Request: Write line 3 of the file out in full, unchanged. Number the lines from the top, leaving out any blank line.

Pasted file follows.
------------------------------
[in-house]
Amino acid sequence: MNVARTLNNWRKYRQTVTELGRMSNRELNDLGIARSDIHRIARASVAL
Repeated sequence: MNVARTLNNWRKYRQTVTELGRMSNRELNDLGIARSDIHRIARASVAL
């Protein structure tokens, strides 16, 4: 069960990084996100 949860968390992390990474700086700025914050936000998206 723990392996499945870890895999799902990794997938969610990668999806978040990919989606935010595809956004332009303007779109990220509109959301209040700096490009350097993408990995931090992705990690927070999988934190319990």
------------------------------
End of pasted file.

Repeated sequence: MNVARTLNNWRKYRQTVTELGRMSNRELNDLGIARSDIHRIARASVAL